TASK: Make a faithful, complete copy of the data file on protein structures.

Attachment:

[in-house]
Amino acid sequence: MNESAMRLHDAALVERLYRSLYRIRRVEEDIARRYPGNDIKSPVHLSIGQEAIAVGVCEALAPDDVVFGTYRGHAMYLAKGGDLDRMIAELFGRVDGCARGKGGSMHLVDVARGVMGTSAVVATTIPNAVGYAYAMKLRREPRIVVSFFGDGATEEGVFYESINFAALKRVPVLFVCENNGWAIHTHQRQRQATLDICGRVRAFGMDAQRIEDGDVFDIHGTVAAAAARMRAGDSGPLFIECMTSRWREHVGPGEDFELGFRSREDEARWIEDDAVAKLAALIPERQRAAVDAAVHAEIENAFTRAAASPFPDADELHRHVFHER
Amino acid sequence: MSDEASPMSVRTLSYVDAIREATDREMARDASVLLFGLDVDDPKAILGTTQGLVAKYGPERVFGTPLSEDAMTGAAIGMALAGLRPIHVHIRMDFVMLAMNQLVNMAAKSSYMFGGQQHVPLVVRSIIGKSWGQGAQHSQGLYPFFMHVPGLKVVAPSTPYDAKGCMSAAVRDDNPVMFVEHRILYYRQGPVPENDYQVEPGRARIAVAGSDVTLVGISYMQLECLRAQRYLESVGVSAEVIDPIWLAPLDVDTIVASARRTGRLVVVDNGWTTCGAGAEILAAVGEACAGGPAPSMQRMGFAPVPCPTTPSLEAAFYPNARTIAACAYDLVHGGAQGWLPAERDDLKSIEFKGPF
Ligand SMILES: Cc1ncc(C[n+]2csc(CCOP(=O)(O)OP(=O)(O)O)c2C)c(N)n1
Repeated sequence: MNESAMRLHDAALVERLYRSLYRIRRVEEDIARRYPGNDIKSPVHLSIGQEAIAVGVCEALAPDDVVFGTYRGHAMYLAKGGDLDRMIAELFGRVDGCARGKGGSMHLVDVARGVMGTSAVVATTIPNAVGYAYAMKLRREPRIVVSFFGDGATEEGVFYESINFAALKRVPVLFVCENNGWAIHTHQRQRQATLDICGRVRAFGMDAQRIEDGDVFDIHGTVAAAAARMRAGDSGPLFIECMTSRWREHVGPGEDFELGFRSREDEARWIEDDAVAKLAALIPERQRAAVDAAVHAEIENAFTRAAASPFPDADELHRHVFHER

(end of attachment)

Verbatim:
[in-house]
Amino acid sequence: MNESAMRLHDAALVERLYRSLYRIRRVEEDIARRYPGNDIKSPVHLSIGQEAIAVGVCEALAPDDVVFGTYRGHAMYLAKGGDLDRMIAELFGRVDGCARGKGGSMHLVDVARGVMGTSAVVATTIPNAVGYAYAMKLRREPRIVVSFFGDGATEEGVFYESINFAALKRVPVLFVCENNGWAIHTHQRQRQATLDICGRVRAFGMDAQRIEDGDVFDIHGTVAAAAARMRAGDSGPLFIECMTSRWREHVGPGEDFELGFRSREDEARWIEDDAVAKLAALIPERQRAAVDAAVHAEIENAFTRAAASPFPDADELHRHVFHER
Amino acid sequence: MSDEASPMSVRTLSYVDAIREATDREMARDASVLLFGLDVDDPKAILGTTQGLVAKYGPERVFGTPLSEDAMTGAAIGMALAGLRPIHVHIRMDFVMLAMNQLVNMAAKSSYMFGGQQHVPLVVRSIIGKSWGQGAQHSQGLYPFFMHVPGLKVVAPSTPYDAKGCMSAAVRDDNPVMFVEHRILYYRQGPVPENDYQVEPGRARIAVAGSDVTLVGISYMQLECLRAQRYLESVGVSAEVIDPIWLAPLDVDTIVASARRTGRLVVVDNGWTTCGAGAEILAAVGEACAGGPAPSMQRMGFAPVPCPTTPSLEAAFYPNARTIAACAYDLVHGGAQGWLPAERDDLKSIEFKGPF
Ligand SMILES: Cc1ncc(C[n+]2csc(CCOP(=O)(O)OP(=O)(O)O)c2C)c(N)n1
Repeated sequence: MNESAMRLHDAALVERLYRSLYRIRRVEEDIARRYPGNDIKSPVHLSIGQEAIAVGVCEALAPDDVVFGTYRGHAMYLAKGGDLDRMIAELFGRVDGCARGKGGSMHLVDVARGVMGTSAVVATTIPNAVGYAYAMKLRREPRIVVSFFGDGATEEGVFYESINFAALKRVPVLFVCENNGWAIHTHQRQRQATLDICGRVRAFGMDAQRIEDGDVFDIHGTVAAAAARMRAGDSGPLFIECMTSRWREHVGPGEDFELGFRSREDEARWIEDDAVAKLAALIPERQRAAVDAAVHAEIENAFTRAAASPFPDADELHRHVFHER